I am not aware of anything like that. IPMAN has an appropriate channel through which they communicate with us. Whoever makes that allegation in IPMAN should provide the evidence. We still had a meeting with IPMAN today (Monday) and nothing of such was mentioned,” he told our correspondent in a telephone conversation.




JUST IN: CBN May Increase Bureau De Change’s Share Capital To N2bn




The Central Bank of Nigeria is considering plans to increase the share capital of Bureau De Change operators to N2bn and N500m for Tier 1 and Tier 2 licenses.

The currency operators were previously charged N35m for a general license.

This was contained in the draft paper of a “Revised Regulatory And Supervisory Guidelines For Bureau De Change Operations In Nigeria” published by the apex bank on Friday.

The new guidelines contain several new changes to the guidelines for BDC operations in the country and if endorsed will be effective at a date decided by the CBN.

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Recently, operations of the currency operators have suffered heavy backlash following the free fall of the naira against the dollar.

Government officials have severely blamed the black market operators for this fall though liquidity remains a huge challenge.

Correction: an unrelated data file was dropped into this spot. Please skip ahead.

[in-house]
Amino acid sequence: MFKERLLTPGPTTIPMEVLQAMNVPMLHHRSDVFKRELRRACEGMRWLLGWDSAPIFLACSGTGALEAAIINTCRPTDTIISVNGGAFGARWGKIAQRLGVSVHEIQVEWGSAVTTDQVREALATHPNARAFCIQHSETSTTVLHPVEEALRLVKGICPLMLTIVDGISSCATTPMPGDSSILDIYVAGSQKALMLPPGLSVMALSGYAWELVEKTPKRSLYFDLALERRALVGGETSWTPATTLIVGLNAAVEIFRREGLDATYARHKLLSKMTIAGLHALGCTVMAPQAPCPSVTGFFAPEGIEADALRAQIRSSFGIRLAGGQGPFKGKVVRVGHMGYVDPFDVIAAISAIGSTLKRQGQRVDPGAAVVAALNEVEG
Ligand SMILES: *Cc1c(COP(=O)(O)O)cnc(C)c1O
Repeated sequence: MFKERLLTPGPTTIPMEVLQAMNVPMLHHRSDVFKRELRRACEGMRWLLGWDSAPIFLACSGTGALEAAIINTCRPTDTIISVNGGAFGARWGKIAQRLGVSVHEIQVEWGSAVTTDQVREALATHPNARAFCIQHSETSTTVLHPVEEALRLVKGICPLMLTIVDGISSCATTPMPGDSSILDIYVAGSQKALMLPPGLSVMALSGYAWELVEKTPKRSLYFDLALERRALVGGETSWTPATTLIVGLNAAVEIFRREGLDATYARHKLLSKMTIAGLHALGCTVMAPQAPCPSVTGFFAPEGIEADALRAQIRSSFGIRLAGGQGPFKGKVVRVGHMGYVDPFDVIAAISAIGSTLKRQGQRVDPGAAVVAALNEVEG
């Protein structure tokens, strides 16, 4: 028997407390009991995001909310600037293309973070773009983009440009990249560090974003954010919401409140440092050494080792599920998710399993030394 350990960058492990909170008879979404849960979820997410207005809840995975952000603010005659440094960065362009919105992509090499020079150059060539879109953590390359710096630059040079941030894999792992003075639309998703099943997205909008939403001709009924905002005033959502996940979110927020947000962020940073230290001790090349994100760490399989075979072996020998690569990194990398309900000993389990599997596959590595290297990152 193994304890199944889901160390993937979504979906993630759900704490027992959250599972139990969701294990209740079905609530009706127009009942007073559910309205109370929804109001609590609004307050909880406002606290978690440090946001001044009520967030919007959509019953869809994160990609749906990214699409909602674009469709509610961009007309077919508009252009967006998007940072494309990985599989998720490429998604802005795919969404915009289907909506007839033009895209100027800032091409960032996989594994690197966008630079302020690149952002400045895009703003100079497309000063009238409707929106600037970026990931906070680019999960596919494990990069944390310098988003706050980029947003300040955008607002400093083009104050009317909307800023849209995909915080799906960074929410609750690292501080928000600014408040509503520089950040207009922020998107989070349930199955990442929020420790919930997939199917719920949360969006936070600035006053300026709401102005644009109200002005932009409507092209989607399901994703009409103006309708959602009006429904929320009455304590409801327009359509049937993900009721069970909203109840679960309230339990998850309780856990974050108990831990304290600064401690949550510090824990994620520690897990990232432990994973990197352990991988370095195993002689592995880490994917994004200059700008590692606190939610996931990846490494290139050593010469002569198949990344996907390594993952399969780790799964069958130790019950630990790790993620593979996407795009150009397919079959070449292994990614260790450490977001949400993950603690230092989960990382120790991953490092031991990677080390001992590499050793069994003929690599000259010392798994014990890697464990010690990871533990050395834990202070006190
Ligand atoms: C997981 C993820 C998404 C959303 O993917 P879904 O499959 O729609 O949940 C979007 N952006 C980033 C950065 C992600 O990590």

This week, operatives of the Economic and Financial Crimes Commision arrested over 250 BDC operators in Abuja and many more in other states of the federation.

Under the minimum capital requirements, the central bank is introducing a two-tier license for BDC operators in the country.

A Tier 1 BDC is authorised to operate on a national basis can open branches and may appoint franchisees, subject to the approval of the CBN.

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A Tier 1 BDC (which is the franchisor) shall exercise supervisory oversight over its franchisees. All franchisees shall adopt their franchisor’s name, branding, technology platform, and rendition requirements.